SESSION TYPE: Respiratory Infections Posters II
PRESENTED ON: Wednesday, October 24, 2012 at 01:30 PM - 02:30 PM
PURPOSE: Severe acute respiratory infections (SARI) are the leading cause of morbidity worldwide and a significant cause of mortality in infants and children less than 5 years. Respiratory surveillance data in Egypt are sparse and information specific to SARI is lacking. In order to assess this knowledge gap, a sentinel surveillance system for SARI was implemented in Cairo University Hospitals (CUH) to describe the epidemiology of SARI and identify viral and atypical bacterial etiologies of SARI.
METHODS: SARI surveillance was implemented at CUH a 5000 bed tertiary care hospital during the period of 2009-2010. All hospitalized patients meeting the WHO case definition for SARI were enrolled. Nasopharyngeal/oropharyngeal swabs were collected and samples were tested using rt-PCR for influenza A, B, RSV, hMPV, parainfluenza virus (PIV) 1,2,3, and atypical bacteria (Mycoplasma, Chlamydia, and Legionella).
RESULTS: Out of 410 patients enrolled, 370 (90%) agreed to provide NP/OP swabs, 57% were males, 45% were children less than 18 years, and the median age was 14 years. Overall, 68 (19%) patients were found to have a viral etiology, 15 (20%) were influenza, 39(53%) RSV, 20 (27%) other viruses, and 6 cases (8%) were co-infections. Children less than 18 yrs had a higher viral etiology (78%) compared to 22% of adults. Pandemic influenza was detected in 9 specimens in 2010. In all, no specimens had atypical bacteria. X-ray confirmed pneumonia (50%) and/or preexisting chronic medical conditions (69%) were common. RSV infections occurred seasonally with the majority of patients presenting from February to March. However, minimal seasonality was observed for SARI or the other specific pathogens.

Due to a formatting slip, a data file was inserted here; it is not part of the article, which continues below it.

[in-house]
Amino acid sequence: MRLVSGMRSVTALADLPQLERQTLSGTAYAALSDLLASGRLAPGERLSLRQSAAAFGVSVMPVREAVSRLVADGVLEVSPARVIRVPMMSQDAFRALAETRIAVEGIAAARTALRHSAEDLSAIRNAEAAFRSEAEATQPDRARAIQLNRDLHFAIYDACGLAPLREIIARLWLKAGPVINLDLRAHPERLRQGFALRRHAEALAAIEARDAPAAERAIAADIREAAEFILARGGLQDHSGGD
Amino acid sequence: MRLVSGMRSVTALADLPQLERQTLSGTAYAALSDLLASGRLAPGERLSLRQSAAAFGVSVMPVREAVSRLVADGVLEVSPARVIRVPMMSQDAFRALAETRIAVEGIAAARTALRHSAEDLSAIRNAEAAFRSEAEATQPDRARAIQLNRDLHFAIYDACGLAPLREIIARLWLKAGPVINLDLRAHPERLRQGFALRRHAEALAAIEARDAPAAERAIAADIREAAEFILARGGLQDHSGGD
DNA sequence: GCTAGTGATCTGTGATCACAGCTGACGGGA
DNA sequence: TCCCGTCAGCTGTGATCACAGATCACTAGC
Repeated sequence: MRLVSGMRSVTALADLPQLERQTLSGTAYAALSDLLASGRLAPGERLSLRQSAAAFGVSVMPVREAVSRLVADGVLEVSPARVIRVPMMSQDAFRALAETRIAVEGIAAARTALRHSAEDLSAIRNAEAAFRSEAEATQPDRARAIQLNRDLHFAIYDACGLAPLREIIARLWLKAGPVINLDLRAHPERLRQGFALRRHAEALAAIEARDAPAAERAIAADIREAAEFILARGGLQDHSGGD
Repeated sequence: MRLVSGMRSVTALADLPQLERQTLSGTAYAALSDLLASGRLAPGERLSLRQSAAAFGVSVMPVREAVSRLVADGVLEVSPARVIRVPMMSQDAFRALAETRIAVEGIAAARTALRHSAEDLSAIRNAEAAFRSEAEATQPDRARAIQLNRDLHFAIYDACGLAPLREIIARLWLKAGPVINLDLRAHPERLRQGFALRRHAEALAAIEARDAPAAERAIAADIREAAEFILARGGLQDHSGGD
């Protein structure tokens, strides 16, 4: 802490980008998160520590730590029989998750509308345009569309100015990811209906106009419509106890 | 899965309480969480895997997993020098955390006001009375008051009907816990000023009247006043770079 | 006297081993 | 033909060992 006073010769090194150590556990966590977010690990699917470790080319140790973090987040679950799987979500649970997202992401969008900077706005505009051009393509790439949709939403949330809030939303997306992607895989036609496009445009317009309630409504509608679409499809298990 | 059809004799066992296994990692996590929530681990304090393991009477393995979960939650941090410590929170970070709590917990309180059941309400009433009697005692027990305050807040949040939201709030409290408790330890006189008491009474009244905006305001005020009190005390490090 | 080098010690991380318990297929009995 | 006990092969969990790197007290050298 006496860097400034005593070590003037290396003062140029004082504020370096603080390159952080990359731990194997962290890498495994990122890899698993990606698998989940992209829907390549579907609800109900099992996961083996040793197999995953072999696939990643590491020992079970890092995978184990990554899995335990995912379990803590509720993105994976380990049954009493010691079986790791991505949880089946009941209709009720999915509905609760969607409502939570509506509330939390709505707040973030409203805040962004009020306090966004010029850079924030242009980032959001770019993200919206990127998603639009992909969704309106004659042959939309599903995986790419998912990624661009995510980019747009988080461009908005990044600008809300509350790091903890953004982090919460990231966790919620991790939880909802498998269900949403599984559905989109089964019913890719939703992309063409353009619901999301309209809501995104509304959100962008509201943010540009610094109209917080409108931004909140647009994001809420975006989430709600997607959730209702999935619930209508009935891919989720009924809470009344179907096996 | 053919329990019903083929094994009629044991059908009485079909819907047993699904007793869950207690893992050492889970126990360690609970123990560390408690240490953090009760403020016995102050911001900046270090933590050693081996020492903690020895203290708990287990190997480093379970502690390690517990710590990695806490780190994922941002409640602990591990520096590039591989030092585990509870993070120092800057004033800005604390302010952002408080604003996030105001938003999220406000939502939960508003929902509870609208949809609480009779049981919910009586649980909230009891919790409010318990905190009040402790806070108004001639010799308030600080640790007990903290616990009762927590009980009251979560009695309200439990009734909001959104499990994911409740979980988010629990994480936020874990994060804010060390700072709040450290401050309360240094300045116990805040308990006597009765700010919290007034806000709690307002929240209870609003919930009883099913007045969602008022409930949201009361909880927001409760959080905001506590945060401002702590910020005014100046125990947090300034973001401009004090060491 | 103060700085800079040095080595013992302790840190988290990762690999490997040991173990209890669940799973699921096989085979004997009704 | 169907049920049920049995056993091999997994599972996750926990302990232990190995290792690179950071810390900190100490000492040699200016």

CONCLUSIONS: Viral infections are a common cause of SARI in Egypt, especially in children less than 18 years. RSV appears to occur seasonally during the winter. Ongoing continuous surveillance will better describe the epidemiology of SARI and will provide specific data to enable decision-makers to take appropriate prevention measures.
CLINICAL IMPLICATIONS: Viral infections are a common cause of SARI in Egypt.
DISCLOSURE: The following authors have nothing to disclose: Ashraf Hatem, Amani Elkholy, Usama Abuelhassan, Hossam Masoud
No Product/Research Disclosure InformationKasr Alaini, Cairo, Egypt